Elevating with the human voice:
One of WVFC’s own voices, poet Elizabeth Alexander, will present an original poem at the Presidential Inauguration next month. Alexander, who attended the 1963 March on Washington in a stroller, is only the fourth poet to read at an inauguration, continuing an on-and-off tradition established by Robert Frost’s appearance at the inauguration of John F. Kennedy. The Atlantic‘s Ta-Nahesi Coates thinks Alexander is more than just an inspired choice, she’s an emblem of the return to competence and diligence the new administration represents.


Elizabeth Alexander is a student, and dare I say, master of the craft.
Her work is inspirational in a way that the Great Gatsby, or Mad Men is
inspirational, in that it just says so much about who we are. When
Clinton picked Maya Angelou it was revolutionary for a lot of young
black kids in schools across the country–we had to study that poem in
English class. Picking Alexander is a much more subtle move which I
hope folks won’t miss. Put bluntly, the whole “competence aesthetic”
has been extended to the poets also. I’m not dissing Clinton here, or
giving undue credit to Obama–this is about the moment in history. So
much has changed since then.

Dr. Alexander’s poem “Ars Poetica #100: I Believe” was one of WVFC’s Voices in Verse two years ago. Above, she reads the poem at the ceremony where she received the Jackson Poetry Prize from Poets & Writers magazine.

Wary eyes upon a wary eye:
Mary L. Schapiro, who for twelve years has haired the Financial Industry Regulatory Agency–the in-house regulators of the New York Stock Exchange and NASDAQ–has been chosen to head the Securities and Exchange Commission in the new administration. Ms. Schapiro has spent her entire career in financial industry regulation since graduating from GWU Law School, and her appointment is greeted with a mixture of relief and skepticism by the financial press and editorial pages.

  • Palm Beach Post: “On Thursday, President-elect Obama nominated Mary
    Schapiro, a proven financial regulator, to succeed Mr. Cox at the SEC.
    He had no background in regulation when President Bush picked him in
    2005. The choice of Ms. Schapiro is another example of change for the
    better under Mr. Obama.”
  • Business Week: “While Schapiro has won praise in many quarters — including at various
    times from consumer watchdogs, Republican and Democratic predecessors
    in the SEC’s top job, lawmakers and the financial-services industry —
    she’s not seen as someone likely to make Wall Street quake with fear.
    Given the anger of lawmakers, and the public, over the financial
    industry’s failures, that could prove significant.”
  • Wall Street Journal: “Out of the gate, Ms. Schapiro faces potential controversy. In 2001 she
    appointed Mark Madoff, son of disgraced financier Bernard Madoff, to
    the board of the National Adjudicatory Council, the national committee
    that reviews initial decisions rendered in Finra disciplinary and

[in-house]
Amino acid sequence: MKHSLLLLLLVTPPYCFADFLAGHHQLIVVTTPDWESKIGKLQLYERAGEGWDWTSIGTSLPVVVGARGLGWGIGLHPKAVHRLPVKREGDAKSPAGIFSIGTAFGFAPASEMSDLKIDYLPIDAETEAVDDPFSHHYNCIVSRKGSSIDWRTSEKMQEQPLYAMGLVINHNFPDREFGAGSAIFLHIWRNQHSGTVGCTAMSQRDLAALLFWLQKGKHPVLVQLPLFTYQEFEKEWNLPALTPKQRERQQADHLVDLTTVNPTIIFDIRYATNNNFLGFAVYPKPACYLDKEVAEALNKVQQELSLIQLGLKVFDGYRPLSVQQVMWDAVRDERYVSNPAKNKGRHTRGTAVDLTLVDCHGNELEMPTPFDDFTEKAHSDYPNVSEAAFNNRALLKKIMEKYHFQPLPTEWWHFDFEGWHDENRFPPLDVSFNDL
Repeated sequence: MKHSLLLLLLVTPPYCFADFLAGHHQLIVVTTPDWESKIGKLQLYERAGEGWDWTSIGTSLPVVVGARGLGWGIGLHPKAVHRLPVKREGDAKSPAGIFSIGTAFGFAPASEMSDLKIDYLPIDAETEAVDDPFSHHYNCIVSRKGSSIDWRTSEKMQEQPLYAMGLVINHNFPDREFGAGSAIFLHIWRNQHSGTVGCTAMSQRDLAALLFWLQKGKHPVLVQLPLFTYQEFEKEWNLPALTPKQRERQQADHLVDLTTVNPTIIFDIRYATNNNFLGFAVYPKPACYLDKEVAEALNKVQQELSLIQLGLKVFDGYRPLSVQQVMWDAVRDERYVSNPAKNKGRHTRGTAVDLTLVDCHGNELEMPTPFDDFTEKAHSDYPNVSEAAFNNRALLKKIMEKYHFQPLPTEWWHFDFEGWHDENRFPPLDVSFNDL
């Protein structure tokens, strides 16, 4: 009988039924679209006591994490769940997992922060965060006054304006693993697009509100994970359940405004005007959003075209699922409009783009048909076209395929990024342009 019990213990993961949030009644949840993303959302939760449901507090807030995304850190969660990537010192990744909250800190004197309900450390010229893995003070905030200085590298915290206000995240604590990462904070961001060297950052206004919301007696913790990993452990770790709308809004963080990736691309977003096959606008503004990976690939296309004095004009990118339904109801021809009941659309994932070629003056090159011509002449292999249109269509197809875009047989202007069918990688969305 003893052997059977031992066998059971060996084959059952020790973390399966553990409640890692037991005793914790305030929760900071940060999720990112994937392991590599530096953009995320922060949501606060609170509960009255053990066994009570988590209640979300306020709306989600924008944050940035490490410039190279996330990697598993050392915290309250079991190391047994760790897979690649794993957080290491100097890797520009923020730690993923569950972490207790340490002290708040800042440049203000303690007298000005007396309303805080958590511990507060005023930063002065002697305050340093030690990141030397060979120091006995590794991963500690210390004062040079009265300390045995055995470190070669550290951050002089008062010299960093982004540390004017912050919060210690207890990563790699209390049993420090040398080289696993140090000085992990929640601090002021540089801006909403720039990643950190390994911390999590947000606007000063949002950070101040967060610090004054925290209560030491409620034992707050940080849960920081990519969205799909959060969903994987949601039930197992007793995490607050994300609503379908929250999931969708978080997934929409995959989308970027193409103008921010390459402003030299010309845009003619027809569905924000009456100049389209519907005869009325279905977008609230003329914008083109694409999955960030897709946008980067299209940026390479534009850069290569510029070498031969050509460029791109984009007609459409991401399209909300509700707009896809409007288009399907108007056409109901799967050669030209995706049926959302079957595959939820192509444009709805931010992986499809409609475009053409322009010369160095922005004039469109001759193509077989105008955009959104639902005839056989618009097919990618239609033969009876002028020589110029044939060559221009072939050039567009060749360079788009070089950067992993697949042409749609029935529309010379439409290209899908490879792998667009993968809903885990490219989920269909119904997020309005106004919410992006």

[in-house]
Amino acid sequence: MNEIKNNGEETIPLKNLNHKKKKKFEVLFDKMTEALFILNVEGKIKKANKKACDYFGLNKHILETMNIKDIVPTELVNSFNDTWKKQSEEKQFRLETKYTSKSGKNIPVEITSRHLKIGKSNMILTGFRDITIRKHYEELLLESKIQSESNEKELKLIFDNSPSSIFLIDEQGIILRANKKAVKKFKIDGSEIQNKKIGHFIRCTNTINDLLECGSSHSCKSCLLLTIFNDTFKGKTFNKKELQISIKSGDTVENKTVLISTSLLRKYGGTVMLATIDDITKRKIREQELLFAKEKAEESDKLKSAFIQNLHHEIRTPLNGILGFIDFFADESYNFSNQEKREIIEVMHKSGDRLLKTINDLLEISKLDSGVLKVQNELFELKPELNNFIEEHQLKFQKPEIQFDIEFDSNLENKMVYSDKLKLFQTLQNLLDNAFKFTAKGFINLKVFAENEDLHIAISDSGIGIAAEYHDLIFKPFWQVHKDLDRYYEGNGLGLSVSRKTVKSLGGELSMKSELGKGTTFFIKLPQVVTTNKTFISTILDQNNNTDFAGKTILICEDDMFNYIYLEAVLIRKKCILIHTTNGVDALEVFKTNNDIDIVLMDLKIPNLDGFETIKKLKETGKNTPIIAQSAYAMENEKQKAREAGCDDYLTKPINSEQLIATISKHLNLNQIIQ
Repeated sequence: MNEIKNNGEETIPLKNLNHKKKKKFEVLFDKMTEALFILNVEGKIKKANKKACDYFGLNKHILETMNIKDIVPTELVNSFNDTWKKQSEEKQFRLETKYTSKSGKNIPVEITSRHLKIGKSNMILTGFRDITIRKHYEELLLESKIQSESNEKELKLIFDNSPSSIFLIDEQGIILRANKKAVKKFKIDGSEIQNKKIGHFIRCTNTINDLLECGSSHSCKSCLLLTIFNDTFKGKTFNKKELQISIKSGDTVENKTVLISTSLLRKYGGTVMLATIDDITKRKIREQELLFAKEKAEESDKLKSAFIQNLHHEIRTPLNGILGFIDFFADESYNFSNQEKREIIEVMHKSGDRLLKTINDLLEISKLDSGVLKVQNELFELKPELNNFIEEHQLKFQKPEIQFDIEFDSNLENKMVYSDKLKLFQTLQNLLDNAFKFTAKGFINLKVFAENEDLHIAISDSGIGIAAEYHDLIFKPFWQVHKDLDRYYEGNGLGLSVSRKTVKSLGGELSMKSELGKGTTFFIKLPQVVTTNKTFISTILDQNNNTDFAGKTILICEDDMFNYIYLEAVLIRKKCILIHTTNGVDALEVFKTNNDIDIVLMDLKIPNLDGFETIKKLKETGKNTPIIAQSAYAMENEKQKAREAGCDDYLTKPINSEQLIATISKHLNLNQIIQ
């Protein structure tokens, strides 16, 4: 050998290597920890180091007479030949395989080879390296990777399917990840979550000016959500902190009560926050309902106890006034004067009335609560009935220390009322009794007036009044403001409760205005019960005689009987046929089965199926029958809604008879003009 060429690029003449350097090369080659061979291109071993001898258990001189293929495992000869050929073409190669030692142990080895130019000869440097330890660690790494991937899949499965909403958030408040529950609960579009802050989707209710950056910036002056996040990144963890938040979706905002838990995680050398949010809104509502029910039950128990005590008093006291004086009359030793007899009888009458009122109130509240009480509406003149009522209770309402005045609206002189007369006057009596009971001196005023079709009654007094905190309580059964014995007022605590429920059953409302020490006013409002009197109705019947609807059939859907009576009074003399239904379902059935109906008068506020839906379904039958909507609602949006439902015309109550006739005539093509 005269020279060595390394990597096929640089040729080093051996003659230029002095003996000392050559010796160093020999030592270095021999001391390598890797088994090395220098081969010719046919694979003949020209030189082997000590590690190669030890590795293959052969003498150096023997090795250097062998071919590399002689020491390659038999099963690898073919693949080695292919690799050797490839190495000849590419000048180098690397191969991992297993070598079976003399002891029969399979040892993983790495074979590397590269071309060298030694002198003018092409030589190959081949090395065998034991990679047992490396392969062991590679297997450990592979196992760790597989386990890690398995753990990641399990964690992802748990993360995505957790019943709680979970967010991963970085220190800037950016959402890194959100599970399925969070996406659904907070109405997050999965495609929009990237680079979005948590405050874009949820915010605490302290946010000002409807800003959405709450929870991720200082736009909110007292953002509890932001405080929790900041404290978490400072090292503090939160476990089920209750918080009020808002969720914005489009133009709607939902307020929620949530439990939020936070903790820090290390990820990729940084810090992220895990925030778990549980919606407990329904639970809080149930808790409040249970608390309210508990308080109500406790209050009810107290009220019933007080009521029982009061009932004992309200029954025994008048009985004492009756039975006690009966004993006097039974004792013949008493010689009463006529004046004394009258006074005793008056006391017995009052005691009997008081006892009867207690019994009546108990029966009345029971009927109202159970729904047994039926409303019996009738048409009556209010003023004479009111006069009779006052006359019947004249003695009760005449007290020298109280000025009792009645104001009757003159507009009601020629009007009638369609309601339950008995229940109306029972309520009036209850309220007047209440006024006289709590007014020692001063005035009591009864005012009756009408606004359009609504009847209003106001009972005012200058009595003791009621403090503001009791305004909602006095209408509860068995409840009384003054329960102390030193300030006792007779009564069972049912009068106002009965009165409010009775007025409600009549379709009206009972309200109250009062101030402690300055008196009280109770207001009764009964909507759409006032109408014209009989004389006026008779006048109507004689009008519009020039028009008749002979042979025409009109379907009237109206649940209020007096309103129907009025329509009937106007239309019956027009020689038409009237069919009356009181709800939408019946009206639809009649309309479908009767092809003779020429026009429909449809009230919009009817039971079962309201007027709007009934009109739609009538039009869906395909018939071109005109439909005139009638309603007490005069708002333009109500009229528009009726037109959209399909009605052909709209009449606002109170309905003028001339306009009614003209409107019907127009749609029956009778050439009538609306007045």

membership proceedings. Both sons of Mr. Madoff have denied any
    involvement in the massive Ponzi scheme their father has been accused
    of running.”
  • Bloomberg News:”Schapiro, in an Oct. 28 interview, endorsed a “twin
    peaks” approach to oversight. Such a system includes two
    regulators: one to focus on potential shocks to the financial
    system, such as the failure of a massive bank, and one to
    enforce compliance with rules.She also said the Fed should be given broader authority to
    oversee entities such as hedge funds, which remain outside
    federal regulation.”
  • New York Times: “Ms. Schapiro’s years of experience may cut both ways: In her various
    roles, she has presided over and sometimes championed the current
    regulatory system, which critics say failed to avert the recent market
  • TheStreet.com: “In light of the situation, Schapiro will almost certainly err
    on the side of investor safety. Irving Straus, who has worked in public
    and investor relations with financial firms for several decades, says
    he dealt with Schapiro as an executive of a mutual-fund company, when
    she was at the NASD. He calls her a ‘great choice’ and a ‘fair,
    knowledgeable, no-nonsense, administrator.’

    “‘Recent shenanigans will not happen again under her watch,’ Straus asserts in an email message.”

Solis to promote equality and environment:
Labor Secretary designate Hilda Solis, currently a five-term congresswoman from Los Angeles, has a 100% voting record rating from the AFL-CIO, but her efforts on behalf of the environment and gender equality should make her tenure more interesting. “Rep.
Solis’ signature legislative achievement was the 2007 ‘Green Jobs Act,'” reports the Wall Street Journal’s “Environmental Capital” blog.

That bill,
signed into law as part of the broader 2007 energy act, provides
federal money for “green collar” job training, “such as energy
efficiency retrofit and service, green building construction, and solar
panel installation.” Rep. Solis figures green-job training could create
as many as 3 million new jobs in the next decade. Other studies touted
by the Obama administration talk of up to 5 million green-collar jobs.

Below, watch Solis’ speech on the Paycheck Fairness Act:

Back in operation:
Betty Currie, former secretary to Bill Clinton, has also joined the Obama administration, as secretary to transition team co-chair John Podesta. Currie, 69, was a Hillary contributor during the primary and came out of retirement to volunteer for the Obama campaign during the general election. She has been living in suburban Maryland with her husband and Socks Clinton, the retired First Cat who turned 19 earlier this year.

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